All of my life I have been a reader. Living in the country on a farm growing up we didn’t have a lot of books, but our county had a good public library. During the summer Mom would take me into town where we would stop in the library. I would check out several books to read until my next trip into town. During the school year the library would send a bookmobile to the county schools where I would check out books to read. This love for books has continued into my adult life. I continue to read 40-50 books a year. Almost all of them involve aspects of ministry, leadership and success. I want to share some of my all-time favorite books on leadership and success.
My #1 book has to be the Bible. As a believer I find that it contains directions for how to live my life to the fullest. Even if one is not a believer he or she will find the Bible contains many principles on handling money, leading others and making wise decisions regarding family, business and one’s personal life.
Perhaps the second book that has most impacted my life is John Maxwell’s The 21 Irrefutable Laws of Leadership: Follow Them and People Will Follow You (10th Anniversary Edition). When this book first came out I heard Maxwell teach these laws at a conference, and they changed the way I understood leadership. I refer to the book regularly when I talk to others about leadership, and I’ve referenced it in several of my books.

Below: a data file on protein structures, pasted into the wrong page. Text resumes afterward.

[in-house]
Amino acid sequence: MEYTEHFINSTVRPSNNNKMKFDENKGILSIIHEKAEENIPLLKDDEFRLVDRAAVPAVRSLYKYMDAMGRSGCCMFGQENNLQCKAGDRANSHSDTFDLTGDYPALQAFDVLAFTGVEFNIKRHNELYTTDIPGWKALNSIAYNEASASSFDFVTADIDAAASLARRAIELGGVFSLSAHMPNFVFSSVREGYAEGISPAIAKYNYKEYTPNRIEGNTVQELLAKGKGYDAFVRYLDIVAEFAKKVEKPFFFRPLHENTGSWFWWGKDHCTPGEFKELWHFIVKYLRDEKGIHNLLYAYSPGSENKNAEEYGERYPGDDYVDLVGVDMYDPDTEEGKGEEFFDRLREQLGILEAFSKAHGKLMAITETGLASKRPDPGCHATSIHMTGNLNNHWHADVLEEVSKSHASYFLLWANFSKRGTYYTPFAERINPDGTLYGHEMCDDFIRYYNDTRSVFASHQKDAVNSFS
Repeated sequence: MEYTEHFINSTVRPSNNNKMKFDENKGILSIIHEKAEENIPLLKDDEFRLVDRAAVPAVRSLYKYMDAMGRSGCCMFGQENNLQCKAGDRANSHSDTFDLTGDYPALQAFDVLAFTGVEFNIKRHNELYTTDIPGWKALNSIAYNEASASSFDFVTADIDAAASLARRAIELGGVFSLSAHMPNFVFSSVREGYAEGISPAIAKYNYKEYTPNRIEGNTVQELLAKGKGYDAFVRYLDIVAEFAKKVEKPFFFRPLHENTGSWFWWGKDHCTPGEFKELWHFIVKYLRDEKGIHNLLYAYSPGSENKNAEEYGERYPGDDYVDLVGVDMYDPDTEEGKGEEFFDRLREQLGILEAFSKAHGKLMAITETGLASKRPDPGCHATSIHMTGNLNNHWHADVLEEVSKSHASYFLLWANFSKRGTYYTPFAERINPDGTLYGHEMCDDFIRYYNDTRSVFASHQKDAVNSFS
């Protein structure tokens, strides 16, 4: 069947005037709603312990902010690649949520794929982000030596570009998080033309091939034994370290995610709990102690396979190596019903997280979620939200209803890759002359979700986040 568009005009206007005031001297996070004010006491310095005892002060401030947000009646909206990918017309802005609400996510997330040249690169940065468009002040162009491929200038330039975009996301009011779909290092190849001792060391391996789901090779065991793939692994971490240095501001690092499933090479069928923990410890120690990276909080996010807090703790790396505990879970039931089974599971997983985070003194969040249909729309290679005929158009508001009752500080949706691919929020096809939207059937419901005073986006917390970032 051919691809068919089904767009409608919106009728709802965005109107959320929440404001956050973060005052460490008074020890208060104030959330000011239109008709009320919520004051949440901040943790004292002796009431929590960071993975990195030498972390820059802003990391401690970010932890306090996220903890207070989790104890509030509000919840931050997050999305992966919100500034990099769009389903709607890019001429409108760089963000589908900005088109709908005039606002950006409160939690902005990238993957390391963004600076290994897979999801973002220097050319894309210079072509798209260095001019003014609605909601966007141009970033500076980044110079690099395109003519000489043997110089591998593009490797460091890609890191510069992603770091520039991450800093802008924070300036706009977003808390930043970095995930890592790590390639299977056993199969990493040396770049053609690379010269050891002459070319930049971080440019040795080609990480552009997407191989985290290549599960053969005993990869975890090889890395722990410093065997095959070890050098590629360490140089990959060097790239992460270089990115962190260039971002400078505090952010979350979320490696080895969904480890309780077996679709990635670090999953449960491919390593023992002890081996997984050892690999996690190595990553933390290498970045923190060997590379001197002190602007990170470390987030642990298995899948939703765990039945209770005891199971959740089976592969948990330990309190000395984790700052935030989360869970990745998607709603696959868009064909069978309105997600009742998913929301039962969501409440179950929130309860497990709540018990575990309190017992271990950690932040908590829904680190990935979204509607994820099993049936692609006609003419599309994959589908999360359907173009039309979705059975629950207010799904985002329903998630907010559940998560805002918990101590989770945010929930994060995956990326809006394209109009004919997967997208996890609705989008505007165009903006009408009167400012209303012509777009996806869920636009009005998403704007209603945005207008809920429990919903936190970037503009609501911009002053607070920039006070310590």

A third book that has been very instrumental to my understanding of leadership is Leading Change, With a New Preface by the Author by John Kotter. Change is essential in any organization, but as we all know, leading change is difficult. Much of the change I’ve had to initiate has been in churches, volunteer organizations, where change is especially difficult to introduce. This book gave me important tools to help me do that, not only in churches, but in business organizations I’ve lead. This is a very important book in my library.
Derailed: Five Lessons Learned from Catastrophic Failures of Leadership (NelsonFree) by Tim Irwin demonstrates how even well-known CEOs of major organizations can fail in providing the leadership those organizations needed. After dissecting the causes of the failures the author identified five lessons we can learn. The first is that character trumps competence. The second is that arrogance is the mother of all derailers. You can read more about them and the other three lessons in the book. Reading this helped me be more self-aware of my own leadership.
Rabbi Daniel Lapin wrote Thou Shall Prosper: Ten Commandments for Making Money, an insightful book that explains that when people pay you for a job well done they are giving you a “certificate of appreciation.” In a time when entrepreneurship and successful business people are under attack and socialism is being promoted as superior to capitalism, this book reveals why being in business is an honorable and decent thing and why no one should ever be ashamed of making a good living doing honest work. I love this book.
Tomorrow I’ll share five more books that have impacted my life and my understanding of leadership and success.